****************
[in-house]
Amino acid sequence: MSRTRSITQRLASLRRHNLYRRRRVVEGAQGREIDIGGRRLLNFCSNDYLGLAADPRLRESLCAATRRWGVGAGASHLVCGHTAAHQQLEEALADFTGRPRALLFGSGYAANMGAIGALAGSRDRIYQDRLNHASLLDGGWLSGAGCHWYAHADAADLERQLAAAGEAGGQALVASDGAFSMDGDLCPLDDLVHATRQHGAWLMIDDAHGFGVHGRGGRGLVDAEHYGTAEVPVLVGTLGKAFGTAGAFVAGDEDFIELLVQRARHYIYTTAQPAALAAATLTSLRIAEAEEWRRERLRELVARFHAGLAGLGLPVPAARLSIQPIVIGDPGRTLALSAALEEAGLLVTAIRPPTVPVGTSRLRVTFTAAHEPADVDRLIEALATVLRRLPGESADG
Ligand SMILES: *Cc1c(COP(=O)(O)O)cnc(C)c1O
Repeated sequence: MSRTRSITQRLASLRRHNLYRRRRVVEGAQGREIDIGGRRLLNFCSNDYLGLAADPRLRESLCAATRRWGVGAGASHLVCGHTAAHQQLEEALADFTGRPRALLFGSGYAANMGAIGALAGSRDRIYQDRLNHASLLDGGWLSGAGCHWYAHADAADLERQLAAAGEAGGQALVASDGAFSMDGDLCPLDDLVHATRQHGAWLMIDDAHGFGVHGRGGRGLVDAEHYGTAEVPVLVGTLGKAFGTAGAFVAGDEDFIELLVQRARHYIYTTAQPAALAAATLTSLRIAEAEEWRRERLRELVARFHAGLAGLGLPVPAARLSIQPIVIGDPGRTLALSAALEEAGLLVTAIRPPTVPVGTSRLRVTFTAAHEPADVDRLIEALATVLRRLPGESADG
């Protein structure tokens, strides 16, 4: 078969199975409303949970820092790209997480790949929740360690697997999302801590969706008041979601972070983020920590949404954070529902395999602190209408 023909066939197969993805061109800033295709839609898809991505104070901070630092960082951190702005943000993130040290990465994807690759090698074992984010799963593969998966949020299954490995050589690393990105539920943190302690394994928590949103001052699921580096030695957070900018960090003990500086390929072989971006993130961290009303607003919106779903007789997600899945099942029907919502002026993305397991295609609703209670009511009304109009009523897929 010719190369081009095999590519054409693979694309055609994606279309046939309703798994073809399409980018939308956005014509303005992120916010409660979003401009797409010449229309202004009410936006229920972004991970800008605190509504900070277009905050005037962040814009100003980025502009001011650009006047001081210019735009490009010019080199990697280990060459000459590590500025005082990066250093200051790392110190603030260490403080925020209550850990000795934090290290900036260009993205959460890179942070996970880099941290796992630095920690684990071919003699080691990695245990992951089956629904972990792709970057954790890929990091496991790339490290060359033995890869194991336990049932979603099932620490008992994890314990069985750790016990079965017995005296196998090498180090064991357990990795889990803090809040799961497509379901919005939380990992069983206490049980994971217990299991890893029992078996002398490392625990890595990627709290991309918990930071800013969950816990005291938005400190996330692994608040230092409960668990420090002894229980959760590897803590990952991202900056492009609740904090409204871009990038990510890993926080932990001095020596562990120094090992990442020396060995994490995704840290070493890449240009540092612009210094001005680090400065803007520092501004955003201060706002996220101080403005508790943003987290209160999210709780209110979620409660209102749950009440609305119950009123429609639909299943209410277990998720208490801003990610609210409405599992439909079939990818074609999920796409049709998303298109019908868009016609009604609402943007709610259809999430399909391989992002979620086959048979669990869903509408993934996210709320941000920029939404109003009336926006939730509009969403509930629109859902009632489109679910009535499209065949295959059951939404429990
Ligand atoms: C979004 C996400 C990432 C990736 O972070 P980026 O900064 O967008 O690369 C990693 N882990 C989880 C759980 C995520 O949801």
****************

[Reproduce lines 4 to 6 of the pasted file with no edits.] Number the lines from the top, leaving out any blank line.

Repeated sequence: MSRTRSITQRLASLRRHNLYRRRRVVEGAQGREIDIGGRRLLNFCSNDYLGLAADPRLRESLCAATRRWGVGAGASHLVCGHTAAHQQLEEALADFTGRPRALLFGSGYAANMGAIGALAGSRDRIYQDRLNHASLLDGGWLSGAGCHWYAHADAADLERQLAAAGEAGGQALVASDGAFSMDGDLCPLDDLVHATRQHGAWLMIDDAHGFGVHGRGGRGLVDAEHYGTAEVPVLVGTLGKAFGTAGAFVAGDEDFIELLVQRARHYIYTTAQPAALAAATLTSLRIAEAEEWRRERLRELVARFHAGLAGLGLPVPAARLSIQPIVIGDPGRTLALSAALEEAGLLVTAIRPPTVPVGTSRLRVTFTAAHEPADVDRLIEALATVLRRLPGESADG
């Protein structure tokens, strides 16, 4: 078969199975409303949970820092790209997480790949929740360690697997999302801590969706008041979601972070983020920590949404954070529902395999602190209408 023909066939197969993805061109800033295709839609898809991505104070901070630092960082951190702005943000993130040290990465994807690759090698074992984010799963593969998966949020299954490995050589690393990105539920943190302690394994928590949103001052699921580096030695957070900018960090003990500086390929072989971006993130961290009303607003919106779903007789997600899945099942029907919502002026993305397991295609609703209670009511009304109009009523897929 010719190369081009095999590519054409693979694309055609994606279309046939309703798994073809399409980018939308956005014509303005992120916010409660979003401009797409010449229309202004009410936006229920972004991970800008605190509504900070277009905050005037962040814009100003980025502009001011650009006047001081210019735009490009010019080199990697280990060459000459590590500025005082990066250093200051790392110190603030260490403080925020209550850990000795934090290290900036260009993205959460890179942070996970880099941290796992630095920690684990071919003699080691990695245990992951089956629904972990792709970057954790890929990091496991790339490290060359033995890869194991336990049932979603099932620490008992994890314990069985750790016990079965017995005296196998090498180090064991357990990795889990803090809040799961497509379901919005939380990992069983206490049980994971217990299991890893029992078996002398490392625990890595990627709290991309918990930071800013969950816990005291938005400190996330692994608040230092409960668990420090002894229980959760590897803590990952991202900056492009609740904090409204871009990038990510890993926080932990001095020596562990120094090992990442020396060995994490995704840290070493890449240009540092612009210094001005680090400065803007520092501004955003201060706002996220101080403005508790943003987290209160999210709780209110979620409660209102749950009440609305119950009123429609639909299943209410277990998720208490801003990610609210409405599992439909079939990818074609999920796409049709998303298109019908868009016609009604609402943007709610259809999430399909391989992002979620086959048979669990869903509408993934996210709320941000920029939404109003009336926006939730509009969403509930629109859902009632489109679910009535499209065949295959059951939404429990
Ligand atoms: C979004 C996400 C990432 C990736 O972070 P980026 O900064 O967008 O690369 C990693 N882990 C989880 C759980 C995520 O949801």